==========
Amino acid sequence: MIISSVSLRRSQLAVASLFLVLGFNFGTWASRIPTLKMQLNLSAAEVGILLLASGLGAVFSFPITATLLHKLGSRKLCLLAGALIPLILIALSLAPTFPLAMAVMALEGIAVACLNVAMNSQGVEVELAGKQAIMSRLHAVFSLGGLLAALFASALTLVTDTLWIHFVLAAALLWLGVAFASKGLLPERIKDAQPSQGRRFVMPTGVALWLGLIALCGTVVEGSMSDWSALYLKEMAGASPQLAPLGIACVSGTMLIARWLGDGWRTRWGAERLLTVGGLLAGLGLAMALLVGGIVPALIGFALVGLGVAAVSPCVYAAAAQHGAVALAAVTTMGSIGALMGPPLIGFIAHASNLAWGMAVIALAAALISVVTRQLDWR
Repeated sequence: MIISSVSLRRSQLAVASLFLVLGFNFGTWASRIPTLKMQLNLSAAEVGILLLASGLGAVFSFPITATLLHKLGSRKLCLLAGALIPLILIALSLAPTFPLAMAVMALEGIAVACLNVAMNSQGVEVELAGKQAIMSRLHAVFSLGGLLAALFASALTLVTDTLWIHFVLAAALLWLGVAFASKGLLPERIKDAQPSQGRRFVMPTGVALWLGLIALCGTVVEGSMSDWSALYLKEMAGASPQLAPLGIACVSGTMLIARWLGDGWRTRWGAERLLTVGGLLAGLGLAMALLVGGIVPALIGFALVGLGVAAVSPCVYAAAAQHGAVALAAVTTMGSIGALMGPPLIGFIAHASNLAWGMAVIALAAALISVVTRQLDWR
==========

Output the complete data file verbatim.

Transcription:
Amino acid sequence: MIISSVSLRRSQLAVASLFLVLGFNFGTWASRIPTLKMQLNLSAAEVGILLLASGLGAVFSFPITATLLHKLGSRKLCLLAGALIPLILIALSLAPTFPLAMAVMALEGIAVACLNVAMNSQGVEVELAGKQAIMSRLHAVFSLGGLLAALFASALTLVTDTLWIHFVLAAALLWLGVAFASKGLLPERIKDAQPSQGRRFVMPTGVALWLGLIALCGTVVEGSMSDWSALYLKEMAGASPQLAPLGIACVSGTMLIARWLGDGWRTRWGAERLLTVGGLLAGLGLAMALLVGGIVPALIGFALVGLGVAAVSPCVYAAAAQHGAVALAAVTTMGSIGALMGPPLIGFIAHASNLAWGMAVIALAAALISVVTRQLDWR
Repeated sequence: MIISSVSLRRSQLAVASLFLVLGFNFGTWASRIPTLKMQLNLSAAEVGILLLASGLGAVFSFPITATLLHKLGSRKLCLLAGALIPLILIALSLAPTFPLAMAVMALEGIAVACLNVAMNSQGVEVELAGKQAIMSRLHAVFSLGGLLAALFASALTLVTDTLWIHFVLAAALLWLGVAFASKGLLPERIKDAQPSQGRRFVMPTGVALWLGLIALCGTVVEGSMSDWSALYLKEMAGASPQLAPLGIACVSGTMLIARWLGDGWRTRWGAERLLTVGGLLAGLGLAMALLVGGIVPALIGFALVGLGVAAVSPCVYAAAAQHGAVALAAVTTMGSIGALMGPPLIGFIAHASNLAWGMAVIALAAALISVVTRQLDWR